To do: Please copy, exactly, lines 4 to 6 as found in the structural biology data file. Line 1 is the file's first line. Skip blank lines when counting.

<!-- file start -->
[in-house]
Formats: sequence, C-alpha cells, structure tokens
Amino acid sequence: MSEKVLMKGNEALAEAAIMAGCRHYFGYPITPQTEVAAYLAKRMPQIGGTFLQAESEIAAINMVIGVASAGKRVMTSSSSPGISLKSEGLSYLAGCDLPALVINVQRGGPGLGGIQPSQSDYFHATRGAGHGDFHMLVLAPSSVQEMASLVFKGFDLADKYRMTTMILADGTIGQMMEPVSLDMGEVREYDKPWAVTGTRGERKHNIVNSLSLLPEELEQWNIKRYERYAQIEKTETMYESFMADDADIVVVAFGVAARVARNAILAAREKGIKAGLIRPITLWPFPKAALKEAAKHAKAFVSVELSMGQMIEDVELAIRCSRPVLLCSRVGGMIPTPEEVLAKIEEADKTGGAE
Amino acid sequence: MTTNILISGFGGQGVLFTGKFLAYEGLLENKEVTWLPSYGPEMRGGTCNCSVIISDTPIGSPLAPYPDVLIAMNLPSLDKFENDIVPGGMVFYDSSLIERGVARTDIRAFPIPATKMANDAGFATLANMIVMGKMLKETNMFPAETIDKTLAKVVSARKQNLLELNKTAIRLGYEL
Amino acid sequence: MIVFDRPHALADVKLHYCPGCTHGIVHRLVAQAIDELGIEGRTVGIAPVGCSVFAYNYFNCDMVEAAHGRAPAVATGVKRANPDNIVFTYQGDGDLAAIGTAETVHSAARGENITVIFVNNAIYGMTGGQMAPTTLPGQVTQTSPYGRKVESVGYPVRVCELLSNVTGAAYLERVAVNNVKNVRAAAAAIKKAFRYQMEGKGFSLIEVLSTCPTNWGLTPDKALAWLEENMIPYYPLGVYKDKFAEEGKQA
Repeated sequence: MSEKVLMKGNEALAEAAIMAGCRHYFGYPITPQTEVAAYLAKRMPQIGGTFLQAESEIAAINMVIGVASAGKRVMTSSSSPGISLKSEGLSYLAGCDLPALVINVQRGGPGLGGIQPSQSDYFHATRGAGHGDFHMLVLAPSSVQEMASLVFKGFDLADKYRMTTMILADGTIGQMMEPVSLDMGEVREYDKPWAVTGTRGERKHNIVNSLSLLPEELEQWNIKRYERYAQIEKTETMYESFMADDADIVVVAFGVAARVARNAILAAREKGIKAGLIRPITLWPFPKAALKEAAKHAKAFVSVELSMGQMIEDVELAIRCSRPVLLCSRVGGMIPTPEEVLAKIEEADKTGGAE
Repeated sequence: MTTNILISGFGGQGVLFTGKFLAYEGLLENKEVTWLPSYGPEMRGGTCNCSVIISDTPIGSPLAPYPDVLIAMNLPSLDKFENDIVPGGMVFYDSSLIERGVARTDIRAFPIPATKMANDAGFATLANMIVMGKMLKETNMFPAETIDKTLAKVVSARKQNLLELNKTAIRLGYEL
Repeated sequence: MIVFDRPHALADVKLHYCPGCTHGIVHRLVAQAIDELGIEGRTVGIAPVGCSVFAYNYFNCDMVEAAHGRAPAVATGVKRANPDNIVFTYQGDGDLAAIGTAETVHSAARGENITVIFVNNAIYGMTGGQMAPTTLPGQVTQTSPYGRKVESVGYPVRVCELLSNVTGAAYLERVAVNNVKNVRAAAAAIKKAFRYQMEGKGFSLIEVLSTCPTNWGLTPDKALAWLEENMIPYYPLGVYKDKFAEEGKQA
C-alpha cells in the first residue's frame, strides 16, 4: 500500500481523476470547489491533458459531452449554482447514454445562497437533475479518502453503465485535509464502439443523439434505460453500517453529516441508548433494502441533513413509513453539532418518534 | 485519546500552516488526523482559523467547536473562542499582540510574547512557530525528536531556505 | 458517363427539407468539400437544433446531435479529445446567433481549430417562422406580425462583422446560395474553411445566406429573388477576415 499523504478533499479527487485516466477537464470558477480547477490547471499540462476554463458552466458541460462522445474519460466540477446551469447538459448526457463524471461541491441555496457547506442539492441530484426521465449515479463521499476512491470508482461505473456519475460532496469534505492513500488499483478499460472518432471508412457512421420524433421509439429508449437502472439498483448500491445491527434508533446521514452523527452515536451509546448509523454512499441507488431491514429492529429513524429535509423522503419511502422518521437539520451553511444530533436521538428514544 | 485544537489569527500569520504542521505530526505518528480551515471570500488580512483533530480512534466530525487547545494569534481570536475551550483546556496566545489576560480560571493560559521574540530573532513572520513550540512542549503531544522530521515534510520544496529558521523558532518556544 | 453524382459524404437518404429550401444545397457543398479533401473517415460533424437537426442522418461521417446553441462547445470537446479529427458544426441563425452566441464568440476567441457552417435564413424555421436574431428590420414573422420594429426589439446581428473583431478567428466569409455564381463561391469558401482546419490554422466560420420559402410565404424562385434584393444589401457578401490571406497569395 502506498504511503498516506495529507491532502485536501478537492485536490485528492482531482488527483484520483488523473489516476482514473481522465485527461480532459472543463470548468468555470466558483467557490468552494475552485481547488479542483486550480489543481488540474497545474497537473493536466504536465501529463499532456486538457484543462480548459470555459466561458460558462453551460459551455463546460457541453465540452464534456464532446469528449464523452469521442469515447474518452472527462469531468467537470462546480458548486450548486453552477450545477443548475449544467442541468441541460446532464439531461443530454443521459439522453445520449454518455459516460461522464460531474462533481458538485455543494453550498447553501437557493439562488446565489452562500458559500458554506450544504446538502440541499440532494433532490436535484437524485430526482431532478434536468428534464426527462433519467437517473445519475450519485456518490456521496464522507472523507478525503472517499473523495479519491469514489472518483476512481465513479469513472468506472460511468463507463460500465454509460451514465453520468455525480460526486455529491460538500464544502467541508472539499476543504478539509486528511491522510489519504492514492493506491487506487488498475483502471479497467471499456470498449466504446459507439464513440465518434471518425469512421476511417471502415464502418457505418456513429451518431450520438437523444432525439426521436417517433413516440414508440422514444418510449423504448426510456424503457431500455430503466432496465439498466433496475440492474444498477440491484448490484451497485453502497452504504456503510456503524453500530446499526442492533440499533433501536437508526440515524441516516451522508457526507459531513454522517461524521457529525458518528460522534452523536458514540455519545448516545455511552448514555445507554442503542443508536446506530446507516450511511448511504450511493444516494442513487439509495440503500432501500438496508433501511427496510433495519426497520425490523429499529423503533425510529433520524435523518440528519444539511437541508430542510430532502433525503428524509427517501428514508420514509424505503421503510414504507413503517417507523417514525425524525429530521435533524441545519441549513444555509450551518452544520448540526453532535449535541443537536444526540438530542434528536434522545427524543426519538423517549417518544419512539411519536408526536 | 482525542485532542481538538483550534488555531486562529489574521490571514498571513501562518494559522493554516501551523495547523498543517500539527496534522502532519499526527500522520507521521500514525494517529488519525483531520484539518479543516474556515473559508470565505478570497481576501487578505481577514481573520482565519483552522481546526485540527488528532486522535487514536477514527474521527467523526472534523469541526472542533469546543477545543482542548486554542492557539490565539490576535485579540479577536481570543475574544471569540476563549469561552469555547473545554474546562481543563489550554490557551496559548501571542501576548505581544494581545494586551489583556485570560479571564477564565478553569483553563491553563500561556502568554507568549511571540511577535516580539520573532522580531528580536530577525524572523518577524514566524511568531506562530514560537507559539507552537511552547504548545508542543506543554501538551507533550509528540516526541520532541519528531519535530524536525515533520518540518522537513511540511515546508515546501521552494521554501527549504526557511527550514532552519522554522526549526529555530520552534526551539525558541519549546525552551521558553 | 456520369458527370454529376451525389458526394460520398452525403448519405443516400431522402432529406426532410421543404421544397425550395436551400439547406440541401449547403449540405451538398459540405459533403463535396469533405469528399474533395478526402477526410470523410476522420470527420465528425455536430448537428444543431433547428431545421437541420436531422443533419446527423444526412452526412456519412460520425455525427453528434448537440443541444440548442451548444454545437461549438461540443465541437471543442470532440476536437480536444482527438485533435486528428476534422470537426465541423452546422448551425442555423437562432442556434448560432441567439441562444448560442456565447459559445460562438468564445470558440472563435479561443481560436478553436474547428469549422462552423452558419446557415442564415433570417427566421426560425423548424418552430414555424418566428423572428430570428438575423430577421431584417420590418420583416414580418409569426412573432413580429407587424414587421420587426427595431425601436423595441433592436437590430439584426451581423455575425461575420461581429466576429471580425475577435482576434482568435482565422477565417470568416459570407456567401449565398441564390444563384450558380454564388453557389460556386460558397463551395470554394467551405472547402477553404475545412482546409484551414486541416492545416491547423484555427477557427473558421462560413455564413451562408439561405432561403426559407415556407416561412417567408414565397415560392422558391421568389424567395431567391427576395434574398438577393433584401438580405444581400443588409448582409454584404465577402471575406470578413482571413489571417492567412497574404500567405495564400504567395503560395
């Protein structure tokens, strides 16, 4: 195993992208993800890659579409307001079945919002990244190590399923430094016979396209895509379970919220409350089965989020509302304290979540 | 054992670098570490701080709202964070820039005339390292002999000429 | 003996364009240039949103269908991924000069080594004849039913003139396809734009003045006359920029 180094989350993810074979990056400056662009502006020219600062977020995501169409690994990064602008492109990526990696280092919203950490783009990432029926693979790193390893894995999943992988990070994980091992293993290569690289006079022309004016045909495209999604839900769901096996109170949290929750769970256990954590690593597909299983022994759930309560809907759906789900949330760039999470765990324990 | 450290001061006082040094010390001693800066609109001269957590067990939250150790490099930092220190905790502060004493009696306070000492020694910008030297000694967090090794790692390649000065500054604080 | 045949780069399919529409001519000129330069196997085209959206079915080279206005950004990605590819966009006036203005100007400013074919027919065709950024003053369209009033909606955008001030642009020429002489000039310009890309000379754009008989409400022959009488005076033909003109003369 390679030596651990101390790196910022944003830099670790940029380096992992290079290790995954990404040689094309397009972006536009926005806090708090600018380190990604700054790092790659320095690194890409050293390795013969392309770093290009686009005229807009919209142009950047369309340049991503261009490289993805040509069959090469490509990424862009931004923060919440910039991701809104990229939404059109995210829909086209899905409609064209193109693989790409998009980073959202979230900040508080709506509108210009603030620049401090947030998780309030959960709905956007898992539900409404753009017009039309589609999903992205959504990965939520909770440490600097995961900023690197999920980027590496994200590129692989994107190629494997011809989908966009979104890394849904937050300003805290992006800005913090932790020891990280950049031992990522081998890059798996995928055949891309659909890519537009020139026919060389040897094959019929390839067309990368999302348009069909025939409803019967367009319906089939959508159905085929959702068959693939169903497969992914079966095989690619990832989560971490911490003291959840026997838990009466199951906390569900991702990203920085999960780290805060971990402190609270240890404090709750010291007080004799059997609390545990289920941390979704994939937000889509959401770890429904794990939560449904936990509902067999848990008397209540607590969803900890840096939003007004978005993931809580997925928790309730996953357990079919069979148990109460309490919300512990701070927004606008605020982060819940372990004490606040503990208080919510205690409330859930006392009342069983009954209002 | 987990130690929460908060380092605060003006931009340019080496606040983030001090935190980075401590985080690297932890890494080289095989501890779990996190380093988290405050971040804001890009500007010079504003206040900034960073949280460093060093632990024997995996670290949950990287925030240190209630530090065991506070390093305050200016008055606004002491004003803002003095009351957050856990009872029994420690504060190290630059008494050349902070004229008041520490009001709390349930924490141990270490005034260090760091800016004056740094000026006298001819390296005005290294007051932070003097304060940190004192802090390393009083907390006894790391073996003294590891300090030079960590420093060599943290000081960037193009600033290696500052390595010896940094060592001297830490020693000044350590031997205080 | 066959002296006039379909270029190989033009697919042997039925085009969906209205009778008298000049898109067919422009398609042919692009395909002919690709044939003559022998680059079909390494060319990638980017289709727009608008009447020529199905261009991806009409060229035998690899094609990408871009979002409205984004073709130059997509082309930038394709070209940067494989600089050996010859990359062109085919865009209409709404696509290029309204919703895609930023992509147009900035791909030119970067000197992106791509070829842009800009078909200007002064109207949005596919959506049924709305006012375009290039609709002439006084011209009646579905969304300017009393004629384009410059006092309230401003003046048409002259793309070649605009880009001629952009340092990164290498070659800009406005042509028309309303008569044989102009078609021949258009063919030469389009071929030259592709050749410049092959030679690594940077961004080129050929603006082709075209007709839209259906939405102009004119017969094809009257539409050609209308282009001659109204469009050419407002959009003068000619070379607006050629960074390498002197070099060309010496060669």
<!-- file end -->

Amino acid sequence: MTTNILISGFGGQGVLFTGKFLAYEGLLENKEVTWLPSYGPEMRGGTCNCSVIISDTPIGSPLAPYPDVLIAMNLPSLDKFENDIVPGGMVFYDSSLIERGVARTDIRAFPIPATKMANDAGFATLANMIVMGKMLKETNMFPAETIDKTLAKVVSARKQNLLELNKTAIRLGYEL
Amino acid sequence: MIVFDRPHALADVKLHYCPGCTHGIVHRLVAQAIDELGIEGRTVGIAPVGCSVFAYNYFNCDMVEAAHGRAPAVATGVKRANPDNIVFTYQGDGDLAAIGTAETVHSAARGENITVIFVNNAIYGMTGGQMAPTTLPGQVTQTSPYGRKVESVGYPVRVCELLSNVTGAAYLERVAVNNVKNVRAAAAAIKKAFRYQMEGKGFSLIEVLSTCPTNWGLTPDKALAWLEENMIPYYPLGVYKDKFAEEGKQA
Repeated sequence: MSEKVLMKGNEALAEAAIMAGCRHYFGYPITPQTEVAAYLAKRMPQIGGTFLQAESEIAAINMVIGVASAGKRVMTSSSSPGISLKSEGLSYLAGCDLPALVINVQRGGPGLGGIQPSQSDYFHATRGAGHGDFHMLVLAPSSVQEMASLVFKGFDLADKYRMTTMILADGTIGQMMEPVSLDMGEVREYDKPWAVTGTRGERKHNIVNSLSLLPEELEQWNIKRYERYAQIEKTETMYESFMADDADIVVVAFGVAARVARNAILAAREKGIKAGLIRPITLWPFPKAALKEAAKHAKAFVSVELSMGQMIEDVELAIRCSRPVLLCSRVGGMIPTPEEVLAKIEEADKTGGAE